4. Brandon Sanderson Is Your God
Jason Kehe | Wired | March 23, 2023 | 4,044 words
For someone who’s published countless books, and sold an enormous multiple of that countlessness, Brandon Sanderson is anything but a household name. Unless you live in a fantasy house, that is. Still, the most prolific living genre fiction writer has never been the subject of a magazine profile, which makes Jason Kehe’s treatment all the more enjoyable. A year ago, I picked Kehe’s piece about simulation theory for this roundup, and the two stories share a damn-the-torpedoes willingness to fuse exegetical acuity with a chatty, even flippant POV. What works for a philosophical essay works for a portrait; Kehe’s quest isn’t to capture Sanderson as much as it is to capture why people love Sanderson so much, and what animates his sprawling fictional worlds. That means casting away the false pieties and stannery that infect so many “celebrity” profiles and instead relishing in the man’s banalities. Yet, the barbs are tipped with love, and everyone — the voracious fans, Sanderson’s cliché-spouting characters, and Sanderson himself — shines as their truest selves. —PR
5. I Can Feel God’s Presence in This Portable Toilet
Harrison Scott Key | The Bitter Southerner | March 14, 2023 | 5,200 words
Last Friday night, I had two pints of Guinness and went home, content with a St. Patrick’s Day well celebrated. Apparently, I know nothing about how to observe the feast. Harrison Scott Key enlightened me in this delightful essay about the drunken debauchery that is the holiday’s annual parade in Savannah, Georgia. I loved his raucous account of trying to claim a spot for the parade: Akin to the Sacking of Constantinople, “insults and elbows and fits [are] thrown” until everyone settles into their position, dons a green feather boa, and makes merry. The prose is so vivid you can almost hear the noise, touch the sweaty crowds, and taste the booze. I could also feel the camaraderie — over the years of attending the parade, Scott Key finds lasting friendships. A transplant to Savannah, and initially lonely and unable to find his place in a new community, this annual tradition helps Scott Key to discover his people. After all, as he writes, “it’s easier to love people you’ve watched vomit into the hellmouth of a portable toilet at two in the morning.” —CW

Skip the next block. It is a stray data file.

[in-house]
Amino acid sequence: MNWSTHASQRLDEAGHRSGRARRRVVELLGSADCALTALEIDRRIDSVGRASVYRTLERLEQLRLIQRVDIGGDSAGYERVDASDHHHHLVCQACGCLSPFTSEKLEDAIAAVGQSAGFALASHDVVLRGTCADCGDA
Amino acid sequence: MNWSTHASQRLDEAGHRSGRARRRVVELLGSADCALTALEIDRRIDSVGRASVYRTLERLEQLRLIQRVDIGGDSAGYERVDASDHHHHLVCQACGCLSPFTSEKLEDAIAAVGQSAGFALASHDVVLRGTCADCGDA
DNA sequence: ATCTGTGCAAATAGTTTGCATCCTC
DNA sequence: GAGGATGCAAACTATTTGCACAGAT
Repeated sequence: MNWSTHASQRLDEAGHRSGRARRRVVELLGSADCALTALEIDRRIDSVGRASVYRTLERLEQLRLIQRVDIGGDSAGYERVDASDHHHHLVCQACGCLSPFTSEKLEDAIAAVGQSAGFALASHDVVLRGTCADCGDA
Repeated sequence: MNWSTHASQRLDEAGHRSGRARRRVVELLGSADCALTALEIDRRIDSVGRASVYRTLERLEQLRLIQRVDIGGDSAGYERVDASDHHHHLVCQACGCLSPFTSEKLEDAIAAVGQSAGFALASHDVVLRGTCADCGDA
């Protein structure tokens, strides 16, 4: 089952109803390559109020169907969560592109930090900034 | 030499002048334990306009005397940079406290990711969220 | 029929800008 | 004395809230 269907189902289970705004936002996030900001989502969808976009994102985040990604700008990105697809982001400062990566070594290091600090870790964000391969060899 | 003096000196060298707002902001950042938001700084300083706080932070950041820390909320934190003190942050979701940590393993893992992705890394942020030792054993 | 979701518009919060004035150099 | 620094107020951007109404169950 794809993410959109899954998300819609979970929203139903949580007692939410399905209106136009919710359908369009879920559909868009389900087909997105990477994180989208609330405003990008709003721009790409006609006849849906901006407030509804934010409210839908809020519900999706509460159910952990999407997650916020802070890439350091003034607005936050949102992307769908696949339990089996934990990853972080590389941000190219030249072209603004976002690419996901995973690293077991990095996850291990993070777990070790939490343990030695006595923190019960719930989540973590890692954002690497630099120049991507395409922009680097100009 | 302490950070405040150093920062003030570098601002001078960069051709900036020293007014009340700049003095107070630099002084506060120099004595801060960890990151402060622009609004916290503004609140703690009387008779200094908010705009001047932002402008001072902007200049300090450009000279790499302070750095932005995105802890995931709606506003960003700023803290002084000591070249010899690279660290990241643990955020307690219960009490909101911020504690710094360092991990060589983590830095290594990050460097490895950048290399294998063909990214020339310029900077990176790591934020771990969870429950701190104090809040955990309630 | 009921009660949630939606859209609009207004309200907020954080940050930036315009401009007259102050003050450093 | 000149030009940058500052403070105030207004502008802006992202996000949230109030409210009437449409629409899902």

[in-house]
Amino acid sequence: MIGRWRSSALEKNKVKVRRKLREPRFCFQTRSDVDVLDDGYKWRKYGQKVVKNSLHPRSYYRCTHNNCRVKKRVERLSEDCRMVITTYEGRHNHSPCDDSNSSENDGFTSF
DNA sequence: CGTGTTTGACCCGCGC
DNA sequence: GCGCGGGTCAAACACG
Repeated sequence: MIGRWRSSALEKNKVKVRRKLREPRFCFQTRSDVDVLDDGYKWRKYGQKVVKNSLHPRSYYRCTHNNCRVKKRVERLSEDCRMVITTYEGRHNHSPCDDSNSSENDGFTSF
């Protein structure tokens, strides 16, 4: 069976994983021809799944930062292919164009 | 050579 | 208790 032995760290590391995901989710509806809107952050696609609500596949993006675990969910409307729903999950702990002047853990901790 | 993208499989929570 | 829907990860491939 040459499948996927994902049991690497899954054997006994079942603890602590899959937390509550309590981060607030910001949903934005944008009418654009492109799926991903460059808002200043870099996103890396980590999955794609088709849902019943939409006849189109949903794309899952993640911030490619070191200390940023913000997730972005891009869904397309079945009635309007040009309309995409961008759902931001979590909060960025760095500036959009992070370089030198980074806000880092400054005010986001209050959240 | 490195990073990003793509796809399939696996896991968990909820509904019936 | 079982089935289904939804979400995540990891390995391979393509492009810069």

And the Audience Award Goes to…
Will the Ozempic Era Change How We Think About Being Fat and Thin?
Jia Tolentino | The New Yorker | March 20, 2023 | 4,772 words
This is a fascinating look at GLP-1 drugs, which, when injected, create a sense of satiety. I appreciated Tolentino’s exploration of the continual shift in our acceptance of different body shapes, as well as the impact of this particular trend. A piece that made me think about society, as much as weight. —CW